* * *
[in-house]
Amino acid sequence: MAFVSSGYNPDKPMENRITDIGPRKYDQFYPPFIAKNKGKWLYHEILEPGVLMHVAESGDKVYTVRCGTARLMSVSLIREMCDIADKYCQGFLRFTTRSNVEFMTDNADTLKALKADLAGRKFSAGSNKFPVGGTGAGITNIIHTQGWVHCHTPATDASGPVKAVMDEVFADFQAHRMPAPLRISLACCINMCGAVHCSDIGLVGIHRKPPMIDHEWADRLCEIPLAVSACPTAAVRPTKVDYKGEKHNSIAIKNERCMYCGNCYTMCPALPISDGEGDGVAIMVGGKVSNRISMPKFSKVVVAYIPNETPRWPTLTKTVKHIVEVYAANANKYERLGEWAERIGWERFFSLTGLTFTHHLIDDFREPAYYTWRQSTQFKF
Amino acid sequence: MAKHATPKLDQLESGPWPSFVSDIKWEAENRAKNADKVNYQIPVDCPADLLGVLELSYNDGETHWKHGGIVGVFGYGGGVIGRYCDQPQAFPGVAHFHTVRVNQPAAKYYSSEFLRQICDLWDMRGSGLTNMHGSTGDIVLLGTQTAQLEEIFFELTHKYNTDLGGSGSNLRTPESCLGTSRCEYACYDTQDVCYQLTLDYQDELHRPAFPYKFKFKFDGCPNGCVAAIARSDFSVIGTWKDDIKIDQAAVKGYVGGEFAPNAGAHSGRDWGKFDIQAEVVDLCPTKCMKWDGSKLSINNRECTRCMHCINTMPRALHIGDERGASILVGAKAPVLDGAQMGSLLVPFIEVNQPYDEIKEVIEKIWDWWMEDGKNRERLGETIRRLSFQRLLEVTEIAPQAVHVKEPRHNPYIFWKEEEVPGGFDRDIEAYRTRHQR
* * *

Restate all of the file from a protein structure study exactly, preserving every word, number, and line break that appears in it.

[in-house]
Amino acid sequence: MAFVSSGYNPDKPMENRITDIGPRKYDQFYPPFIAKNKGKWLYHEILEPGVLMHVAESGDKVYTVRCGTARLMSVSLIREMCDIADKYCQGFLRFTTRSNVEFMTDNADTLKALKADLAGRKFSAGSNKFPVGGTGAGITNIIHTQGWVHCHTPATDASGPVKAVMDEVFADFQAHRMPAPLRISLACCINMCGAVHCSDIGLVGIHRKPPMIDHEWADRLCEIPLAVSACPTAAVRPTKVDYKGEKHNSIAIKNERCMYCGNCYTMCPALPISDGEGDGVAIMVGGKVSNRISMPKFSKVVVAYIPNETPRWPTLTKTVKHIVEVYAANANKYERLGEWAERIGWERFFSLTGLTFTHHLIDDFREPAYYTWRQSTQFKF
Amino acid sequence: MAKHATPKLDQLESGPWPSFVSDIKWEAENRAKNADKVNYQIPVDCPADLLGVLELSYNDGETHWKHGGIVGVFGYGGGVIGRYCDQPQAFPGVAHFHTVRVNQPAAKYYSSEFLRQICDLWDMRGSGLTNMHGSTGDIVLLGTQTAQLEEIFFELTHKYNTDLGGSGSNLRTPESCLGTSRCEYACYDTQDVCYQLTLDYQDELHRPAFPYKFKFKFDGCPNGCVAAIARSDFSVIGTWKDDIKIDQAAVKGYVGGEFAPNAGAHSGRDWGKFDIQAEVVDLCPTKCMKWDGSKLSINNRECTRCMHCINTMPRALHIGDERGASILVGAKAPVLDGAQMGSLLVPFIEVNQPYDEIKEVIEKIWDWWMEDGKNRERLGETIRRLSFQRLLEVTEIAPQAVHVKEPRHNPYIFWKEEEVPGGFDRDIEAYRTRHQR